How Closely are Education and Life Expectancy Linked?

For most Americans, life expectancy is steadily increasing, yet a new study finds that educational attainment is linked to startling decreases among some groups. The study conducted by the MacArthur Foundation Research Network on an Aging Society and published in the August issue of Health Affairs examines the factors of education, race, and sex in [...]

For most Americans, life expectancy is steadily increasing, yet a new study finds that educational attainment is linked to startling decreases among some groups. The study conducted by the MacArthur Foundation Research Network on an Aging Society and published in the August issue of Health Affairs examines the factors of education, race, and sex in connection with longevity between 1990 and 2008.

Since 1990, the gap in life expectancy between the least and most educated Americans has widened from two years to an alarming 10 years, according to S. Jay Olshansky, the study’s lead author and professor in the School of Public Health at the University of Illinois at Chicago.

Those with 12 years of education or less comprise the group commonly identified by researchers as the least educated. However, a closer look at this group – dividing it into those with high school diplomas and those without – revealed that non-Hispanic white women without high school diplomas have taken a deeper dive in life expectancy than any other group. This group has lost five years of longevity since 1990 as compared to three in their male counterparts. Blacks and Hispanics of the same educational attainment demonstrated small gains.

These decreases brought the life expectancy of the lowest educated down to levels seen in the 1950s and 1960s.

“ ‘We’re used to looking at groups and complaining that their mortality rates haven’t improved fast enough, but to actually go backward is deeply troubling,’ said John G. Haaga, head of the Population and Social Processes Branch of the National Institute on Aging, who was not involved in the new study.”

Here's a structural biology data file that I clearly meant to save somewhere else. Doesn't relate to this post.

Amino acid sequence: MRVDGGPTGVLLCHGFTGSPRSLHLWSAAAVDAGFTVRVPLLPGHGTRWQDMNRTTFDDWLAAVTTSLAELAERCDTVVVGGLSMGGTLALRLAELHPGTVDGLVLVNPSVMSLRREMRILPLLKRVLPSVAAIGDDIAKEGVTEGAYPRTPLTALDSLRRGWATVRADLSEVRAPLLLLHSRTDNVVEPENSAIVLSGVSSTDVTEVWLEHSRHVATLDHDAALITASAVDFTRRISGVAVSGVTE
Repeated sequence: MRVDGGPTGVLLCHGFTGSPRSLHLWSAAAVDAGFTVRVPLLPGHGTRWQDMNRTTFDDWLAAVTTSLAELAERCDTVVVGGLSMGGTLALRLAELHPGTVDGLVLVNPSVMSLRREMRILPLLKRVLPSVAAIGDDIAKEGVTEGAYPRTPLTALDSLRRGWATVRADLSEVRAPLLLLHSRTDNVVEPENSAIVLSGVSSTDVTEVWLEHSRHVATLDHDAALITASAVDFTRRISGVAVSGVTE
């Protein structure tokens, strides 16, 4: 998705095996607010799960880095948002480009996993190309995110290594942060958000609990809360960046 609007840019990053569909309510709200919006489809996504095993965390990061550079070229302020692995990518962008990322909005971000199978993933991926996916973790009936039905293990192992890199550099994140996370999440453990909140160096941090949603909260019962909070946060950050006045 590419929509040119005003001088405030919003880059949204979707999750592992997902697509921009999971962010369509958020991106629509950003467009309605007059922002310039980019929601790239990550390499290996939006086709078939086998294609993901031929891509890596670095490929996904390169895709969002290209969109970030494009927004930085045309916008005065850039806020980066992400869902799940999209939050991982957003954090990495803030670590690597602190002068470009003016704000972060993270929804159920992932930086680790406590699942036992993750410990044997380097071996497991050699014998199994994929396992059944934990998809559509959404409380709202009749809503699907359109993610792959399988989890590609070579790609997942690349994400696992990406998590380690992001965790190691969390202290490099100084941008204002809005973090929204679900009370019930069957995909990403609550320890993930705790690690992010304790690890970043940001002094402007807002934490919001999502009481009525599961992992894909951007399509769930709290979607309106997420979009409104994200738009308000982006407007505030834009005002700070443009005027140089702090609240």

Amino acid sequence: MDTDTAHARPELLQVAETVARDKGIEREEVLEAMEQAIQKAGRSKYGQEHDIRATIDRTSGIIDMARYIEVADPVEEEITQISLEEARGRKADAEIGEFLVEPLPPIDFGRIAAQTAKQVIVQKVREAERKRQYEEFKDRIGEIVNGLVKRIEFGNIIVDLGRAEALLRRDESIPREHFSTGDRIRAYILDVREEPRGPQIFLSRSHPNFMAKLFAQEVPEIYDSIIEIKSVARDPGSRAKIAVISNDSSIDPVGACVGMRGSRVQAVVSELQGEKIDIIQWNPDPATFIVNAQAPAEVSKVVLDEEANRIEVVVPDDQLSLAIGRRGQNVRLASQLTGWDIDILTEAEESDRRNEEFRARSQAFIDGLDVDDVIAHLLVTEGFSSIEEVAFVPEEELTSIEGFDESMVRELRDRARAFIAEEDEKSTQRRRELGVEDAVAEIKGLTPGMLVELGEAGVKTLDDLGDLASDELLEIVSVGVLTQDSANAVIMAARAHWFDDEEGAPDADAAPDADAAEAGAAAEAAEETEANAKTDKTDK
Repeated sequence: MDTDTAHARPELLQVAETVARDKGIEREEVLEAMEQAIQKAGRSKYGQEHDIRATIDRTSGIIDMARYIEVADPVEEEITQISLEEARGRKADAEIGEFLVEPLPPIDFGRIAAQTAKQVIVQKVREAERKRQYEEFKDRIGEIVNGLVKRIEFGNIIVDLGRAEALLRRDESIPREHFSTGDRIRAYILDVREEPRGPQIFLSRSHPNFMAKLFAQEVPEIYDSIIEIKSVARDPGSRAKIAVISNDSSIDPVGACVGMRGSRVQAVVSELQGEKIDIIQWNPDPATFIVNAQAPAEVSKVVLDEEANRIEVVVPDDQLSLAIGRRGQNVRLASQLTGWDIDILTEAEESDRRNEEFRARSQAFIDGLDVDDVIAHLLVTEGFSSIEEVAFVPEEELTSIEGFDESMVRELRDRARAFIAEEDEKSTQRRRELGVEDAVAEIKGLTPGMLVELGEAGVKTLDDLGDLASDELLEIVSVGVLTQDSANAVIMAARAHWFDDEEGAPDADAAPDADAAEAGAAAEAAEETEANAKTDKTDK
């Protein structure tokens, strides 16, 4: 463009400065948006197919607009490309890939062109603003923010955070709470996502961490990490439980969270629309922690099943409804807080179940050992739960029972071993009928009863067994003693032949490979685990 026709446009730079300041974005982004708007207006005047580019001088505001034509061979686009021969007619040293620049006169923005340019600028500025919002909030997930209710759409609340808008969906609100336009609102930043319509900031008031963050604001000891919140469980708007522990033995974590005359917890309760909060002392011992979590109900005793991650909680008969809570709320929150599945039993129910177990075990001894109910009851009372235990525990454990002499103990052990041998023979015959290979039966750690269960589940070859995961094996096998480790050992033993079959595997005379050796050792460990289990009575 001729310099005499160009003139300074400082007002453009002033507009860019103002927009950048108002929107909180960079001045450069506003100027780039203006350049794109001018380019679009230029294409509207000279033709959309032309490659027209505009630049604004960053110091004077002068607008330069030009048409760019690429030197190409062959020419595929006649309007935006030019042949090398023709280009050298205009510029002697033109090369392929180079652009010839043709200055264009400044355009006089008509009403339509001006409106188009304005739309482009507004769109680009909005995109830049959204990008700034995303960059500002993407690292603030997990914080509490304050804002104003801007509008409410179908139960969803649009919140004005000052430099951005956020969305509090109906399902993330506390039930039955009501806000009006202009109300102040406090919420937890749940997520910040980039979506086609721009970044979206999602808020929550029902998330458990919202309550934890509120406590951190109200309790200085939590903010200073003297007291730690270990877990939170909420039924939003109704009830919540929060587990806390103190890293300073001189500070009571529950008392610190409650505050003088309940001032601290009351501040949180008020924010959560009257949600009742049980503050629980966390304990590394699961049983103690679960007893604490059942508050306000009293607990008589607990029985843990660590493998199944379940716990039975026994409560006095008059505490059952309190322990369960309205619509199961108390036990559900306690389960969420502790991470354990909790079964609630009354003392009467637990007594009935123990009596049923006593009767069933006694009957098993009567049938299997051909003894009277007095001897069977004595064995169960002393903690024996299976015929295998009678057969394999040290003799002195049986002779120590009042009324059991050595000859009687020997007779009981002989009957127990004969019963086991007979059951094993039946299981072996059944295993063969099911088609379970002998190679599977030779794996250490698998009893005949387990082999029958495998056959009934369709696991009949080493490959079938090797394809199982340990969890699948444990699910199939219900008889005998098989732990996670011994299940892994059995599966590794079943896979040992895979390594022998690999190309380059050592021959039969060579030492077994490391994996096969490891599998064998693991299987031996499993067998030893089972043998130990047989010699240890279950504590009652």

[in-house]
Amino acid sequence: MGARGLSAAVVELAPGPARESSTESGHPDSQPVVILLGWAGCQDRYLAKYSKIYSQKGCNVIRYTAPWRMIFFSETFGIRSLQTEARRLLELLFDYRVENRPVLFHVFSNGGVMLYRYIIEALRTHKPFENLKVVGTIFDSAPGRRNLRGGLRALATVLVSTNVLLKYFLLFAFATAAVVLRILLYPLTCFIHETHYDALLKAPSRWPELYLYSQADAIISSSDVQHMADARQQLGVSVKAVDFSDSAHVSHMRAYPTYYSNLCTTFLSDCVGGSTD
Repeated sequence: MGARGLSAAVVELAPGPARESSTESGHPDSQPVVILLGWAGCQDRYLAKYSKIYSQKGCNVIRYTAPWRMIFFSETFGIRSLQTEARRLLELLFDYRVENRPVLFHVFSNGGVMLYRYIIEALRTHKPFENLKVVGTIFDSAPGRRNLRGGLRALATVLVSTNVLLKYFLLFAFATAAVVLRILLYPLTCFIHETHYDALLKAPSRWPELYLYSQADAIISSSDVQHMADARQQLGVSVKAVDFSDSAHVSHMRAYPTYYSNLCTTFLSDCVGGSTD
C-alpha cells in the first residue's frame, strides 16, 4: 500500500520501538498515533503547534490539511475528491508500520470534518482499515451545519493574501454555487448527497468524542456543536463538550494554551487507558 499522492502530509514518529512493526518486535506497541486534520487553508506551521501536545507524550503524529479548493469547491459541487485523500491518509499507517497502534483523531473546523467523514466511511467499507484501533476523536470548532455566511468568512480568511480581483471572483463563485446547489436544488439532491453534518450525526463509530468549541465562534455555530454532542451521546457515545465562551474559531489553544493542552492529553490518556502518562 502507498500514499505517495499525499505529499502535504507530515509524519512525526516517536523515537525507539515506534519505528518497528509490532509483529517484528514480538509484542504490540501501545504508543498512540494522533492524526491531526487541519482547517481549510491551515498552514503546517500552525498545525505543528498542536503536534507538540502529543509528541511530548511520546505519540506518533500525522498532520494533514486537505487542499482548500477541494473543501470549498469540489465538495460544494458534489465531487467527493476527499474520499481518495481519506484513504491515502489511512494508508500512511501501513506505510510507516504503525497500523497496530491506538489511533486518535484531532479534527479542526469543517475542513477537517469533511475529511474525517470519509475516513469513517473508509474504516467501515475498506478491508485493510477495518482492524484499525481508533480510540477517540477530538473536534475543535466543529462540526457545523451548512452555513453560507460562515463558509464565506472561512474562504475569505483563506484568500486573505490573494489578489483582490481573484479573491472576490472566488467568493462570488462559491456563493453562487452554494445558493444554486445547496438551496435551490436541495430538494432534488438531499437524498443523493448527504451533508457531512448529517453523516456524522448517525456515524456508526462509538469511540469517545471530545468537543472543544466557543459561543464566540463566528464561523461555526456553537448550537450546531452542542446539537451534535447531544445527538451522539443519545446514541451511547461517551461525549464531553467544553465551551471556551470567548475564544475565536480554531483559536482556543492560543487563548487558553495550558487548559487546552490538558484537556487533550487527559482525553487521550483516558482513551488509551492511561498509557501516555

The link between longevity and education in black males is equally disturbing.

“The benefit of education for African American males stops at 12 years,” said James S. Jackson, a member of the research team, and professor of Psychology, Health Behavior and Health Education at the University of Michigan.

About 40 percent of the least-educated African American males who make it to age 25 will die before they are 65, the study found, as will 22 percent of the most-educated. For all other groups, the chances of dying by age 65 are only 10 percent.”

There are many factors at play in addition to education, particularly among the groups with the lowest life expectancy. Some of these include obesity, an increase in smoking and drug use since 1990, violence, and limited access to healthcare. None of these alone can account for the study’s findings, still some conclusions are clear:

“Implement educational enhancements at young, middle, and older ages for people of all races, to reduce the large gap in health and longevity that persists today.”

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